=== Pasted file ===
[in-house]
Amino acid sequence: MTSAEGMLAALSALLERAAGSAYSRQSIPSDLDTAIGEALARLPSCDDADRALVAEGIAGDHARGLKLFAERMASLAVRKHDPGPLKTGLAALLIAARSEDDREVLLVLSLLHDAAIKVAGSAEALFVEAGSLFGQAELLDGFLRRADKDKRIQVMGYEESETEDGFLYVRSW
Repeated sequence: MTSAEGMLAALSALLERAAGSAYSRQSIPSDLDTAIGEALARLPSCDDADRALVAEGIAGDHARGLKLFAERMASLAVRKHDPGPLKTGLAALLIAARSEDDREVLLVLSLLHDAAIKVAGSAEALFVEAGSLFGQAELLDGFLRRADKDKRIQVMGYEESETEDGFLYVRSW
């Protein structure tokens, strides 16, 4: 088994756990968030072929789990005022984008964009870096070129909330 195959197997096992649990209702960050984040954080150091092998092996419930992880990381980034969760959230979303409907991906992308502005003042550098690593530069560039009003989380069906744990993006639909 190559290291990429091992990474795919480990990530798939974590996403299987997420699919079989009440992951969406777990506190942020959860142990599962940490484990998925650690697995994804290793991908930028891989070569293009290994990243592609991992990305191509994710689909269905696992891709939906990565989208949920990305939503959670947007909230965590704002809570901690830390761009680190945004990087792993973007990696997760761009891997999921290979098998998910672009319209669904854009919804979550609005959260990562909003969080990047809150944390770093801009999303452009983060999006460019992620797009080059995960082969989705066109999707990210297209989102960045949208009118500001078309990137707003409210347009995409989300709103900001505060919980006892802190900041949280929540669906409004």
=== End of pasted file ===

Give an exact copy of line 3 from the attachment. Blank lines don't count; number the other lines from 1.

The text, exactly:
Repeated sequence: MTSAEGMLAALSALLERAAGSAYSRQSIPSDLDTAIGEALARLPSCDDADRALVAEGIAGDHARGLKLFAERMASLAVRKHDPGPLKTGLAALLIAARSEDDREVLLVLSLLHDAAIKVAGSAEALFVEAGSLFGQAELLDGFLRRADKDKRIQVMGYEESETEDGFLYVRSW